In her latest column, Tameside Council's Executive Leader, Cllr Brenda Warrington, says she supports some elements of the government's approach to lifting lockdown but believes more clarity is needed.
Ask anybody familiar with crisis management what the most important factor is in developing clear and effective responses and their reply will probably be ‘clarity’.
I fear that, as we enter the next stage of the coronavirus pandemic, the lack of clarity we’re seeing at the moment could end up being very costly indeed.
Like many of you, I’ve been closely following the statements from the Prime Minister and government about their plans to ease the current lockdown.
There are some parts of the new approach that I support. Allowing unlimited outdoor exercise is a targeted and sensible measure, and I’m also pleased that the government has chosen to maintain the furloughing scheme until the end of October.
However, the Prime Minister has also said: “Those who cannot work from home should speak to their employer about returning to work.” On this, I believe that he has got it massively, and potentially catastrophically, wrong.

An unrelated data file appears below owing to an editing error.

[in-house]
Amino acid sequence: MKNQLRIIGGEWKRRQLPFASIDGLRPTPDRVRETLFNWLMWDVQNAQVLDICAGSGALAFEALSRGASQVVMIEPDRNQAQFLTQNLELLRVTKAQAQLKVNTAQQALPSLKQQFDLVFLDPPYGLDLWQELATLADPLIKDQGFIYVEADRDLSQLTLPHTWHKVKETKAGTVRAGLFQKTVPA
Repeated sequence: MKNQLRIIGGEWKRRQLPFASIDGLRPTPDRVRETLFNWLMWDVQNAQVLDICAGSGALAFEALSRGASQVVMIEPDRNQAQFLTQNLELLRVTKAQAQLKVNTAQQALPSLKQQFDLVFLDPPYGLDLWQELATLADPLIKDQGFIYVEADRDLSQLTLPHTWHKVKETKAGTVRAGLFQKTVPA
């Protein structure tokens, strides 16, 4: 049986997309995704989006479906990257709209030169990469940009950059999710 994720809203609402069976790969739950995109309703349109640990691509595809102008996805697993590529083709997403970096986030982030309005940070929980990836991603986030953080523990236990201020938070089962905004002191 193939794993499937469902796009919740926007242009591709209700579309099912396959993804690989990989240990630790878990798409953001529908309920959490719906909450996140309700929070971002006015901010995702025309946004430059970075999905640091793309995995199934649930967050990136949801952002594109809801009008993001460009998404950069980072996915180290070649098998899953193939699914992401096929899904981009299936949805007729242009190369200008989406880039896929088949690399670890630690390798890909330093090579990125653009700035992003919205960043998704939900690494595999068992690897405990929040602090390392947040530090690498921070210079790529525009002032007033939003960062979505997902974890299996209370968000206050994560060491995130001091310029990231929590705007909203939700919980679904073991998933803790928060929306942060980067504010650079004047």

First of all, it confuses much of the guidance around social distancing, as by the letter of the return to work guidelines putting large groups together in an office or building site will now be allowed.
At present, around 4,000 people a day nationwide are still being diagnosed with coronavirus. Research also suggests that the course of the virus’ spread across Britain may be up to two weeks behind London, making much of the country more vulnerable to a spike in infections.
But it’s not just that reopening workplaces exposes more people to coronavirus, it’s that some will be more exposed than others.
Since the beginning of the pandemic, the only people we’ve asked to work are NHS and key workers, those whose jobs are essential to fighting coronavirus and keeping our society running.
We’re now asking people who aren’t key workers to return to their jobs, and I wouldn’t blame them for asking why they should be put at increased risk because they don’t have the luxury of being able to work from home.
This lockdown has been a challenge for all of us, but public health must always come before economic calculations.
If the government insists on reopening workplaces, they must offer funding to make them coronavirus safe, and ensure any decisions are made with the safety of employees first and foremost on their minds. Anything less carries the risk of setting us down the road to a second wave of this terrible virus.
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